1948 February 2

President Truman Delivers Civil Rights Message to Congress

 

President Harry Truman on this day delivered a special message to Congress on civil rights, with a set of legislative proposals. His proposals were based in large part on the report of his Civil Rights Committee, “To Secure These Rights,” which had been released on October 29, 1947. This was the first-ever, comprehensive presidential message on civil rights. Truman recommended the establishment of a permanent Commission on Civil Rights; federal protection against lynching; protection of the right to vote; settling claims of Japanese-Americans who had been relocated after the attack on Pearl Harbor; statehood for Alaska and Hawaii; suffrage and self-government for the District of Columbia; and “prohibiting discrimination in interstate transportation facilities.”

Truman’s civil rights program, and the civil rights plank in the Democratic Party platform, caused Southern Democrats to walk out of the Democratic Party Convention on July 14, 1948, and form an independent, pro-segregation States’ Rights Party. Despite their defection, Truman won reelection as president in November 1948. Also in the summer of 1948, Truman took the historic step of desegregating the American armed forces on July 26, 1948.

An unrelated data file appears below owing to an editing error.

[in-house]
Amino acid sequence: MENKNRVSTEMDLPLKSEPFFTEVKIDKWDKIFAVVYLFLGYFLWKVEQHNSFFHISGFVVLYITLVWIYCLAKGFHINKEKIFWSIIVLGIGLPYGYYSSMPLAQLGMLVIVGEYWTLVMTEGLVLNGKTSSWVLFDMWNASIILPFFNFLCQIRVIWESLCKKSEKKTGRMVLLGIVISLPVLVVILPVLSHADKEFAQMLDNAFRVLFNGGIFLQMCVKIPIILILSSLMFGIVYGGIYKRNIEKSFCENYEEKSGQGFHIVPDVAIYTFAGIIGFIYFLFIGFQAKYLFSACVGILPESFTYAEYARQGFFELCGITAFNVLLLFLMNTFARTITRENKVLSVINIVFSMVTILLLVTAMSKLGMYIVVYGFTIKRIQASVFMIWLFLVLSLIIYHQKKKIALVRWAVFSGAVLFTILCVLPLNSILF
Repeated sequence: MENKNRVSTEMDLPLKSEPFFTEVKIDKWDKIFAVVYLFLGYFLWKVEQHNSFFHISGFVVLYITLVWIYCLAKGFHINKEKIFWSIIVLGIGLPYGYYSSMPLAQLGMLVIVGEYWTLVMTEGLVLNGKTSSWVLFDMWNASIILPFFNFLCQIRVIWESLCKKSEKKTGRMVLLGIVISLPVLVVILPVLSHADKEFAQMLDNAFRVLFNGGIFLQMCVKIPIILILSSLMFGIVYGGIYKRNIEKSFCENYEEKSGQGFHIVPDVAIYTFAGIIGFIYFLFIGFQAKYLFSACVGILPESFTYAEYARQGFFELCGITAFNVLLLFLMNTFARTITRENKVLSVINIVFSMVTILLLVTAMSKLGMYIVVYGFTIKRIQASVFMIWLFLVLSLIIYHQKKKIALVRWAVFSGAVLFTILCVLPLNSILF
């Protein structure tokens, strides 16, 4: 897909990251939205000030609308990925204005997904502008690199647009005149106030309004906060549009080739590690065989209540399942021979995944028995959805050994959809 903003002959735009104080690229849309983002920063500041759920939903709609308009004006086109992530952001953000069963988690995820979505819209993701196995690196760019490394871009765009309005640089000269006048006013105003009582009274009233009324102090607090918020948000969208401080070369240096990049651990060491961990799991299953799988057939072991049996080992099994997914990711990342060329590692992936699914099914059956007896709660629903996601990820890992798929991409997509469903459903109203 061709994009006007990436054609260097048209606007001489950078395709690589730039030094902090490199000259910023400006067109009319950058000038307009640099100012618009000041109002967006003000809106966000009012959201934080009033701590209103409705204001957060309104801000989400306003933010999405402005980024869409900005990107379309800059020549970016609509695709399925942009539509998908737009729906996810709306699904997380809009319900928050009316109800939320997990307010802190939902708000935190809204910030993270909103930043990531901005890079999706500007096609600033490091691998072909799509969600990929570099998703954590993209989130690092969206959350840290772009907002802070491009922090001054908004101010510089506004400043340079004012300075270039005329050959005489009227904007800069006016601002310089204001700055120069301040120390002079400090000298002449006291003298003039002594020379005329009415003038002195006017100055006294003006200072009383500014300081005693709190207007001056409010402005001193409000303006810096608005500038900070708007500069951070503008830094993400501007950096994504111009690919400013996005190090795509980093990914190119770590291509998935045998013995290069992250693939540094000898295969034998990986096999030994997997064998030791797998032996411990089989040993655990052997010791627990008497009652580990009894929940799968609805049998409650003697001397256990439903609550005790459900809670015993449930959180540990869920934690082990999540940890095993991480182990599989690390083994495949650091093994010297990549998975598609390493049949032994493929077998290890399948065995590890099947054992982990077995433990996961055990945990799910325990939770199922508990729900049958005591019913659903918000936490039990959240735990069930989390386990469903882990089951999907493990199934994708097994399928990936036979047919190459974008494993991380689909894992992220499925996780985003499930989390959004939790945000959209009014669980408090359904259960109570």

Truman: “We shall not, however, finally achieve the ideals for which this Nation was founded so long as any American suffers discrimination as a result of his race, or religion, or color, or the land of origin of his forefathers. Unfortunately, there still are examples-flagrant examples–of discrimination which are utterly contrary to our ideals. Not all groups of our population are free from the fear of violence. Not all groups are free to live and work where they please or to improve their conditions of life by their own efforts. Not all groups enjoy the full privileges of citizenship and participation in the government under which they live. We cannot be satisfied until all our people have equal opportunities for jobs, for homes, for education, for health, and for political expression, and until all our people have equal protection under the law.”

Read Truman’s special message to Congress: http://www.presidency.ucsb.edu/ws/print.php?pid=13006

Learn more: Michael Gardner, Harry Truman and Civil Rights: Moral Courage and Political Risks (2002)

Read “To Secure These Rights,” the Civil Rights Committee’s final report: http://www.trumanlibrary.org/civilrights/srights1.htm

Read: Steven F. Lawson, To Secure These Rights: The Report of Harry S Truman’s Committee on Civil Rights (2004)

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